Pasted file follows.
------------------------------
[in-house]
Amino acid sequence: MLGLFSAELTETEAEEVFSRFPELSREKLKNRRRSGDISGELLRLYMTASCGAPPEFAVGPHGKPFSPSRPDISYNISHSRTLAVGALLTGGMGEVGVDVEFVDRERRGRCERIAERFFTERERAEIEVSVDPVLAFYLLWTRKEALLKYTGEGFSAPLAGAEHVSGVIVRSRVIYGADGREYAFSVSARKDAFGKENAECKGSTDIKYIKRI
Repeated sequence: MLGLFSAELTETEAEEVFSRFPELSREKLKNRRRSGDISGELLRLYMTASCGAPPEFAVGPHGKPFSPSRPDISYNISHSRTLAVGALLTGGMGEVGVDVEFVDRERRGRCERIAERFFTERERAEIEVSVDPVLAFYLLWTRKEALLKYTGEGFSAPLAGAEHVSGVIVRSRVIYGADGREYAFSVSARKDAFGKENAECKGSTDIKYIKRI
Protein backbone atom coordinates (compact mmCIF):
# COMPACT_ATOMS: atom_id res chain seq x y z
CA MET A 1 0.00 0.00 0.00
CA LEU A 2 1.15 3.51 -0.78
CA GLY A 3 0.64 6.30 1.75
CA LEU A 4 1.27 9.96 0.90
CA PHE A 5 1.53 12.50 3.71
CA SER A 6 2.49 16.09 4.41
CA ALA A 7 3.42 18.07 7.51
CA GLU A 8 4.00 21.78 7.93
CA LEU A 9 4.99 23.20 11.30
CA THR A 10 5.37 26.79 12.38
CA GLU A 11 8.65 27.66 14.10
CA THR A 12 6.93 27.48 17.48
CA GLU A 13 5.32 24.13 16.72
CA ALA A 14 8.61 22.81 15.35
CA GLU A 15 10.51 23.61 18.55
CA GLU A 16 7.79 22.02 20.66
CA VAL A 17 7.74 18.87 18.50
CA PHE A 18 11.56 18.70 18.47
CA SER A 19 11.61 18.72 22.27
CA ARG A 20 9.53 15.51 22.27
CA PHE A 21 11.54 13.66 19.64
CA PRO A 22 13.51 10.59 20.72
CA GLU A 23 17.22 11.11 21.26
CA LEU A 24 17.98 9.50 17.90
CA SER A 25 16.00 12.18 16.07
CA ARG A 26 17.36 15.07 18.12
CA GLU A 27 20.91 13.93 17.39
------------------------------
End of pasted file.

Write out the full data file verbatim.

[in-house]
Amino acid sequence: MLGLFSAELTETEAEEVFSRFPELSREKLKNRRRSGDISGELLRLYMTASCGAPPEFAVGPHGKPFSPSRPDISYNISHSRTLAVGALLTGGMGEVGVDVEFVDRERRGRCERIAERFFTERERAEIEVSVDPVLAFYLLWTRKEALLKYTGEGFSAPLAGAEHVSGVIVRSRVIYGADGREYAFSVSARKDAFGKENAECKGSTDIKYIKRI
Repeated sequence: MLGLFSAELTETEAEEVFSRFPELSREKLKNRRRSGDISGELLRLYMTASCGAPPEFAVGPHGKPFSPSRPDISYNISHSRTLAVGALLTGGMGEVGVDVEFVDRERRGRCERIAERFFTERERAEIEVSVDPVLAFYLLWTRKEALLKYTGEGFSAPLAGAEHVSGVIVRSRVIYGADGREYAFSVSARKDAFGKENAECKGSTDIKYIKRI
Protein backbone atom coordinates (compact mmCIF):
# COMPACT_ATOMS: atom_id res chain seq x y z
CA MET A 1 0.00 0.00 0.00
CA LEU A 2 1.15 3.51 -0.78
CA GLY A 3 0.64 6.30 1.75
CA LEU A 4 1.27 9.96 0.90
CA PHE A 5 1.53 12.50 3.71
CA SER A 6 2.49 16.09 4.41
CA ALA A 7 3.42 18.07 7.51
CA GLU A 8 4.00 21.78 7.93
CA LEU A 9 4.99 23.20 11.30
CA THR A 10 5.37 26.79 12.38
CA GLU A 11 8.65 27.66 14.10
CA THR A 12 6.93 27.48 17.48
CA GLU A 13 5.32 24.13 16.72
CA ALA A 14 8.61 22.81 15.35
CA GLU A 15 10.51 23.61 18.55
CA GLU A 16 7.79 22.02 20.66
CA VAL A 17 7.74 18.87 18.50
CA PHE A 18 11.56 18.70 18.47
CA SER A 19 11.61 18.72 22.27
CA ARG A 20 9.53 15.51 22.27
CA PHE A 21 11.54 13.66 19.64
CA PRO A 22 13.51 10.59 20.72
CA GLU A 23 17.22 11.11 21.26
CA LEU A 24 17.98 9.50 17.90
CA SER A 25 16.00 12.18 16.07
CA ARG A 26 17.36 15.07 18.12
CA GLU A 27 20.91 13.93 17.39